Rapist gets 15 years

By Deidre Tautua-Fanene ,

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JAIL: Vitale Iakopo saying goodbye to his wife yesterday after receiving a 15 year sentence for raping his wife’s younger sisters.

JAIL: Vitale Iakopo saying goodbye to his wife yesterday after receiving a 15 year sentence for raping his wife’s younger sisters.

“A breach of trust is unacceptable and the court will take a tough stand against this type of offending in the efforts to eradicate it. 

"There is a Samoan saying, ‘A malu i fale, e malu foi i fafo’ which means: ‘If you are safe in your family, you will also be safe outside’. 

“I sincerely hope that young girls of Samoa are safe.”

These points were made by Supreme Court Justice,   Tafaoimalo Leilani Tuala-Warren,  when she sentenced  Vitale Iakopo, 37, to 15 years in jail for raping his wife’s two sisters. 

They were aged 14 and 15 at the time.

The accused is married with six children and during the time of the offenses, he was living in his wife’s village.

“The charge of rape carries the highest penalty available under the criminal law and that is imprisonment for life,” Justice Tafaoimalo said.

Iakopo was accused of five counts of rape, seven counts of sexual connection and one count of an indecent act with victims under the age of 16. 

He was found guilty by assessors after a trial on the 4th October.

Justice Tafaoimalo issued a suppression order to protect the identity of the victim as well as the village but the order does not extend to the defendant. 

She noted that according to the evidence, the 15 year old is the victim of five count of rapes and five counts of sexual connection while the 14 year old is the victim of two counts of sexual connection and one count of an indecent act.

Sometime in between the 30th July 2015 and 1st December 2016 the accused was married to the older sister of the two victims making him the brother in law of the girls.

During that time, he raped the 15 year old victim five times when he would ask for the victim to be sent to his house.

The accused and his wife lived inland at the plantation while the victims were living on a government main road.

On all occasions, he would commit acts of sexual connection on both victims. There was one occasion where he got both victims and engaged in a sexual activity with him.

According to the pre-sentence report, Vitale was banned from his wife’s village when news of the incident surfaced.

He has maintained his innocence to the probation officer.

In reading out the 15 year old girl’s Victim Impact Report, she said she feels shame because of what happened.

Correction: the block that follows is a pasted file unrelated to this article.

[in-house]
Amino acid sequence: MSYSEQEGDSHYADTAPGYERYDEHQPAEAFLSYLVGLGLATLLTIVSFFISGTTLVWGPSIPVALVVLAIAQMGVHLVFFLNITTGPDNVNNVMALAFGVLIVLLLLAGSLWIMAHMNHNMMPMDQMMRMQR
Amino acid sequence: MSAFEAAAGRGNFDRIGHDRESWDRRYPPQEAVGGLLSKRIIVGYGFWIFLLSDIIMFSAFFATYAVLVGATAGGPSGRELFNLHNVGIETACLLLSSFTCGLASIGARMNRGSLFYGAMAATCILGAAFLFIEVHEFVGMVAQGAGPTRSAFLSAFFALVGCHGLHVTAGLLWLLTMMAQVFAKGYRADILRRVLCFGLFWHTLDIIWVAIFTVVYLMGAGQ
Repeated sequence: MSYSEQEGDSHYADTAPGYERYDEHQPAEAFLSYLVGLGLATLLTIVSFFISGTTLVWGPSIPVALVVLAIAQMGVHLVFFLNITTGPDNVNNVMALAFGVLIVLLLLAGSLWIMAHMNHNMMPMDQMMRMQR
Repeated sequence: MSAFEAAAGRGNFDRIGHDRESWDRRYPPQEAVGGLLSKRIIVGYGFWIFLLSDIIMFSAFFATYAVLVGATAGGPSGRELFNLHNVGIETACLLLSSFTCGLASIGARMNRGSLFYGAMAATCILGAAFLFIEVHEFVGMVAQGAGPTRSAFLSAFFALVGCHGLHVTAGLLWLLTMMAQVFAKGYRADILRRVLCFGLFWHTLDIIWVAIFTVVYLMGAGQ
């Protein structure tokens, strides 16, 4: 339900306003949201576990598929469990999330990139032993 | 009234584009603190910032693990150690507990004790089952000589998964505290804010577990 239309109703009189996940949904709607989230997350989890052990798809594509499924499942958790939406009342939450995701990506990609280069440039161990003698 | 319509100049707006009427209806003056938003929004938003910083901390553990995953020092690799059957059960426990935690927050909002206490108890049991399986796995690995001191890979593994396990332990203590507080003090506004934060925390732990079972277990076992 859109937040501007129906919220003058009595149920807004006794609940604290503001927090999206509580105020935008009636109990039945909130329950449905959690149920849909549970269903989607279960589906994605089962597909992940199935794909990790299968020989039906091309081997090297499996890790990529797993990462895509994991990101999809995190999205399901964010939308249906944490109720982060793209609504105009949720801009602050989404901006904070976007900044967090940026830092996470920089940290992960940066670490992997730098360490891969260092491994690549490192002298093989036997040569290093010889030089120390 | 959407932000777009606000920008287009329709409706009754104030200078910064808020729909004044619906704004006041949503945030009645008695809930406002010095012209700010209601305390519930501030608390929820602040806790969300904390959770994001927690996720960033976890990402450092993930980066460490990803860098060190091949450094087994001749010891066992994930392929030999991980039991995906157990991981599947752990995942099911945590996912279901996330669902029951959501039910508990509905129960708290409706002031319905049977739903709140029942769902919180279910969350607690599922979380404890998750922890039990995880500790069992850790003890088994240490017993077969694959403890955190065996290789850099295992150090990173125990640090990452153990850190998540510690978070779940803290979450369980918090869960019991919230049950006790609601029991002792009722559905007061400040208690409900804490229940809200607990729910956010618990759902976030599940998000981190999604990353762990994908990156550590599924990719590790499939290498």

She doesn’t want to think about it anymore but she has forgiven the accused and she has a child to someone else.

She was also unhappy as the accused is her sister’s husband and yet he did this to her. She said she was scared when it happened and when it was discovered, she felt embarrassed.

As for the 14 year old victim, she said in her report that she was scared and embarrassed because of what the accused did to her.

She said he would come to her when his wife was not at home and she finds it hard to accept what happened however she has forgiven him and is trying to move on with her life.

In reading out the aggravating features, Justice Tafaoimalo took into account the significant breach of trust.

“The accused is married to the victims’ older sister that makes him their older brother,” said Justice Tafaoimalo.

“Instead of protecting them as his younger sisters, he took advantage of his position towards his wife’s younger sisters.

“The other thing is the age of the victims. There is an age difference of 20 years between the accused and the victims.”

In handing down her decision, Justice Tafaoimalo also sent out a strong message to the accused as well as those who commit similar offences.

“There is a need to hold the accused accountable for the harm done to the victims,” she said.

“The victims are young, vulnerable and innocent.

“There is also an overriding need to deter the accused and others committing similar offences and to protect the community from the accused.

“This is particularly important to the children who are most vulnerable in the community.

“It is also a concern of the court that these offences occurred in the sanctuary of a home and were committed by a family member.”

© Samoa Observer 2016

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